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Opinion  

One legacy worth leaving

The good works of the Nature Trust of B.C. keep on coming.

This non-profit organization has been protecting British Columbia's natural diversity since 1971. Through the acquisition and management of critical habitats, it has secured more than 70,000 hectares across the province at a cost of more than $80 million.

Its latest aim is to save 34.6 hectares of threatened habitat in the South Okanagan. It would be the fourth and final phase of its antelope-brush conservation area project.

The land at the south end of Vaseux Lake is home to one of the most endangered ecosystems in Canada and more than 20 species at risk.

Wild lands in the Okanagan, especially those near civilization, are always under threat of development. But it is precisely the natural beauty of the area that attracted us all here. So, protecting our green and natural spaces is of utmost importance.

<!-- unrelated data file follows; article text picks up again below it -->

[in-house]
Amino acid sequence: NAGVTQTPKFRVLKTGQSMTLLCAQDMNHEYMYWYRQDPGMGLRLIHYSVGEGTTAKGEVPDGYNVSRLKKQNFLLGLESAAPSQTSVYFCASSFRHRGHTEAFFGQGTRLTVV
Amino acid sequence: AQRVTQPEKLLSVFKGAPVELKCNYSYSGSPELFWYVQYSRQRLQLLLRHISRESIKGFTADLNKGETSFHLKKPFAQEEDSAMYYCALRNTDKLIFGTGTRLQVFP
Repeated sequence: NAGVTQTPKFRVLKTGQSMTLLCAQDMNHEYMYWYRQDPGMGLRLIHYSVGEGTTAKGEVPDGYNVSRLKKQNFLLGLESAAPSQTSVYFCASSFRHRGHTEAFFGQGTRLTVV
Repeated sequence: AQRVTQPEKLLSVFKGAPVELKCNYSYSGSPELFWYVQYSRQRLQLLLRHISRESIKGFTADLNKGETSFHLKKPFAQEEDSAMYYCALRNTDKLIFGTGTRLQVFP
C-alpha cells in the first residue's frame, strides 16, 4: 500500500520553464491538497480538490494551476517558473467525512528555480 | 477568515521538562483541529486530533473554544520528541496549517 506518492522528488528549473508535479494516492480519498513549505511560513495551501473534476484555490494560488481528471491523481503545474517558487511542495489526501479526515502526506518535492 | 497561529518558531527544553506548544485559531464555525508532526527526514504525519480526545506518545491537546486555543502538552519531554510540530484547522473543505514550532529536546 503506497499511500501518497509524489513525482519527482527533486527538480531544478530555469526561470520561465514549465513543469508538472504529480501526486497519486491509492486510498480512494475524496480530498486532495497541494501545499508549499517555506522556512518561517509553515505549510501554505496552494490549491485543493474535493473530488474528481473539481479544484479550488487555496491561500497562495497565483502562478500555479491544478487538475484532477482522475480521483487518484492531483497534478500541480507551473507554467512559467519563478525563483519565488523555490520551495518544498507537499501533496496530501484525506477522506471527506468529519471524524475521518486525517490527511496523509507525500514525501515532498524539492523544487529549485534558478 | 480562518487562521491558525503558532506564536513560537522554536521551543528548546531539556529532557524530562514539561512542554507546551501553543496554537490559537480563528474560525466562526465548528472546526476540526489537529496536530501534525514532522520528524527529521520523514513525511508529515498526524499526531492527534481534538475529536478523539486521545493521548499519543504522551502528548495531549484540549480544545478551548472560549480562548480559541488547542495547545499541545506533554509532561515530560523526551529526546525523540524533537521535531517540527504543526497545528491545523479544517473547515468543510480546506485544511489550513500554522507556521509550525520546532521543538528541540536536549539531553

Not only does it provide needed wildlife habitat, it makes living in our wonderful Valley more enjoyable for us all.

From properties at the Skaha Bluffs, Rose Valley Pond and wildfowl habitats at Swan Lake and Monte Creek, as well as protected lands at White Lake and Okanagan Mountain, the Nature Trust has helped preserve dozens of natural sites across the Southern Interior. You've probably enjoyed some of them without even realizing the Trust's involvement. 

The Vaseux Lake property has been owned by the same family for 127 years and offers a rare opportunity to protect another valuable site. But, such things cost money.

The Trust is hoping to raise $280,000 by March 31 to purchase the first three of 10 parcels there. It could use your help. We can't think of a better gift to our grandchildren than leaving them a natural legacy that will be enjoyed for generations.

— News Director Jon Manchester

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